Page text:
1. Even Catholic authorities concede that there is no explicit authorization for prayers on behalf of the dead in the sixty-six books of canonical Scripture. Roman authorities appeal to the Apocrypha (2 Macabees 12:46), church tradition (late second century and onward), the decree of the Council of Trent (Session xxv), etc., but there is no valid biblical defense to be made for the practice (see Donald Attwater, A Catholic Dictionary, New York: Macmillan, 1961, p. 137). It is only from a few passages, not relevant to the issue, that unwarranted inferences are drawn.

   2. The Scriptures teach that those who have yielded to the Savior’s will (Heb. 5:8-9), enter directly and immediately into the presence of the Lord (Lk. 23:43; Phil. 1:23; 2 Cor. 5:6,8). What need, then, do they have for the prayers of people upon the earth?

   3. In the parable of the virgins (Mt. 25:1ff), there is the clear lesson that after those “virgins” went to “sleep” (v. 5 – signifying death; cf. Dan. 12:2; 1 Thes. 4:13ff), there was no further opportunity for preparation (the “door was shut” v. 10). The lesson then is taught that only those who had made adequate, personal preparation would meet the “bridegroom” in that condition. The implications of this illustration are firmly opposed to the notion of praying for the dead.

   4. When Jesus related the details regarding the selfish rich man, and the righteous beggar, Lazarus, (Lk. 16:19ff), he affirmed that a “great gulf” stood between the abode of the unrighteous and the righteous (v. 26). This “gulf” is permanently “fixed” (this is the force of the perfect tense verb), and there is no crossing from one side to the other. How, therefore, could prayers from the living alter the destiny of the lost?

   5. ”. . . t is appointed to men once to die, and after this comes judgment” (Heb. 9:27). There is no indication that a change in one’s spiritual condition can be made following his death—either by himself, or through the efforts of others.

   6. If it is useless to pray for the living, who are committing “sin unto death” (1 Jn. 5:16), i.e., sin continued—without seeking relief in conformity to God’s law of pardon, how could prayer for those who are dead already avail—since there is no post-mortem plan of salvation?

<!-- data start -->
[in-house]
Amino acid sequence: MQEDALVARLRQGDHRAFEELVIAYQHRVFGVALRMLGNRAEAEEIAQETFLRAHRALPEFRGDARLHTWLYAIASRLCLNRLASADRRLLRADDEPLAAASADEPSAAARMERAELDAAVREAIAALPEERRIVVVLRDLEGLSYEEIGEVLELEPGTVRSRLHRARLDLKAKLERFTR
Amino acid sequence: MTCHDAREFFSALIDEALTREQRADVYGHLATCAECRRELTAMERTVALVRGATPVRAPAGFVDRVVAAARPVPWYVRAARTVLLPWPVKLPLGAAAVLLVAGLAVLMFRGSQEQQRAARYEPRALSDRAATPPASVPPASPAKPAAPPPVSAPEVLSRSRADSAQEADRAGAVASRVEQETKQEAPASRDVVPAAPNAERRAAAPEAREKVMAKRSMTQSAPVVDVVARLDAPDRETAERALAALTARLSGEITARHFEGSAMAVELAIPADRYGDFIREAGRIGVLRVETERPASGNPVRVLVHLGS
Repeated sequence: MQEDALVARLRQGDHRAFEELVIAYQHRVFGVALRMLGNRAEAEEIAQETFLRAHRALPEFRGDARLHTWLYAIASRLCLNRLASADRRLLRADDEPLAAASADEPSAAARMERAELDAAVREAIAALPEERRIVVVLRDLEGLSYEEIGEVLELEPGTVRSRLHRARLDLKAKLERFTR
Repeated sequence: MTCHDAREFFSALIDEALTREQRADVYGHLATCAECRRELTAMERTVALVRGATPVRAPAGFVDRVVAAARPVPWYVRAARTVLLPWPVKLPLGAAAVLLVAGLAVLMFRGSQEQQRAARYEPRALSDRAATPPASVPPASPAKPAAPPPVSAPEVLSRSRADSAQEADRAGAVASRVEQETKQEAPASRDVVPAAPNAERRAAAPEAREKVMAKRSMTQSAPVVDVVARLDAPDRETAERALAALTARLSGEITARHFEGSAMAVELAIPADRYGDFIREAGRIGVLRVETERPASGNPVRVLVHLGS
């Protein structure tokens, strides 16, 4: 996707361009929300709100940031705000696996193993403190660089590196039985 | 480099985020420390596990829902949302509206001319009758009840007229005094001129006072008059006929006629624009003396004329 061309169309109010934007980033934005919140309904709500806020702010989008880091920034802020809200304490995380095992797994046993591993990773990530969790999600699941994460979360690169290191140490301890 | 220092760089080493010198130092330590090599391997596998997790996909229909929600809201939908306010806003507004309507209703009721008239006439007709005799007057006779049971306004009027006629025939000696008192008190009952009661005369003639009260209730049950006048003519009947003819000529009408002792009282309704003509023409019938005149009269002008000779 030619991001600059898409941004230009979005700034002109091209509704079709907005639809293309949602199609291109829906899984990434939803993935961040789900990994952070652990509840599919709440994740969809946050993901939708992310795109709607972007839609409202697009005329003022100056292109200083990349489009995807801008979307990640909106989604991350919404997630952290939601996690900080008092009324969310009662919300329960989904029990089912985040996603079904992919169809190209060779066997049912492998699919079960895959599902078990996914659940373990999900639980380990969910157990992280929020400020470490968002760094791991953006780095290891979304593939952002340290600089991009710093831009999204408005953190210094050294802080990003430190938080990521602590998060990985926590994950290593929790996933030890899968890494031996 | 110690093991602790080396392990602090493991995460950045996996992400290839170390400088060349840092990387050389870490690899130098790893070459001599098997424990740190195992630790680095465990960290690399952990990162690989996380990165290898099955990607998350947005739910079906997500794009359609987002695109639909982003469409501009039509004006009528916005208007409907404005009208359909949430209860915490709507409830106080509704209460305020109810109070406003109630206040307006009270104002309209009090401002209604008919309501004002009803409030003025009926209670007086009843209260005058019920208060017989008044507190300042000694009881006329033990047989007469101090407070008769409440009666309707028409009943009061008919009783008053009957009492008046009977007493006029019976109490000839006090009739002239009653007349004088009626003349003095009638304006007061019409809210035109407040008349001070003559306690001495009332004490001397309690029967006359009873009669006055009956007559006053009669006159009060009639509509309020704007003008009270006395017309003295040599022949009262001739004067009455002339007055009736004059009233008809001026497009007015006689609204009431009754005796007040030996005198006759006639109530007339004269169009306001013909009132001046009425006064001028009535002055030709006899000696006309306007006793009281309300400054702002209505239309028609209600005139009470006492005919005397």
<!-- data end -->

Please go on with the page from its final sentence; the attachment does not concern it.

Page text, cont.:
And so, while we truly sympathize with those who have lost dear ones, we would do well to be reminded of the biblical admonition—”. . . behold, now is the acceptable time; behold, now is the day of salvation” (2 Cor. 6:2). While this language, in context, refers to the gospel age as a whole, the phraseology is not inappropriate for the individual who, in an unprepared condition, faces that inevitable enemy—death (Rom. 5:12; 1 Cor. 15:26; Heb. 9:27).


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« Reply #11 on: July 17, 2006, 01:48:29 PM »

Amen Pastor Roger!!!

When I went in and found my mother dead, I prayed for her soul. Granted, it was too late but I didn't know if she believed in Jesus or not. Such things, growing up were not discussed by her. She was bitter at the Catholic Church for casting her out of their rituals, due to her being divorced during the time when it was not accepted (unless you were rich, like a Kennedy..then it seemed okay).

Because I was brought up believing in a purgatory, and that you had to put money in a collection box for these souls to be prayed for, I did so. It was years later, when I was born again and accepted Jesus as my Savior that I understood the truth.

Either you have accepted Jesus or you have not. I don't know what happens at the last moment of passing but I do hope that some have had a chance to accept Jesus in time to be saved. However, only God knows the truth and I trust in His Judgment, for it is Perfect.

God BLess,
Kelly
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Psalm 62: 5 Find rest, O my soul, in God alone;  my hope comes from him.  6 He alone is my rock and my salvation; he is my fortress, I will not be shaken.
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« Reply #12 on: July 18, 2006, 02:02:56 PM »

Amen Pastor Roger!!!

When I went in and found my mother dead, I prayed for her soul. Granted, it was too late but I didn't know if she believed in Jesus or not. Such things, growing up were not discussed by her. She was bitter at the Catholic Church for casting her out of their rituals, due to her being divorced during the time when it was not accepted (unless you were rich, like a Kennedy..then it seemed okay).

Because I was brought up believing in a purgatory, and that you had to put money in a collection box for these souls to be prayed for, I did so. It was years later, when I was born again and accepted Jesus as my Savior that I understood the truth.

Either you have accepted Jesus or you have not. I don't know what happens at the last moment of passing but I do hope that some have had a chance to accept Jesus in time to be saved. However, only God knows the truth and I trust in His Judgment, for it is Perfect.

God BLess,
Kelly

Amen Kelly, NO ONE can buy anyone's way into heaven. If that was the case Jesus would have died for our sins in vain, Jesus said:

Joh 14:6 Jesus saith unto him, I am the way, and the truth, and the life: no one cometh unto the Father, but by me.

Those collection boxes go to the pockets of the priests. And it is no Biblical to pray for the dead. As you said, no one knows what a person does before taking their last breath, only God knows.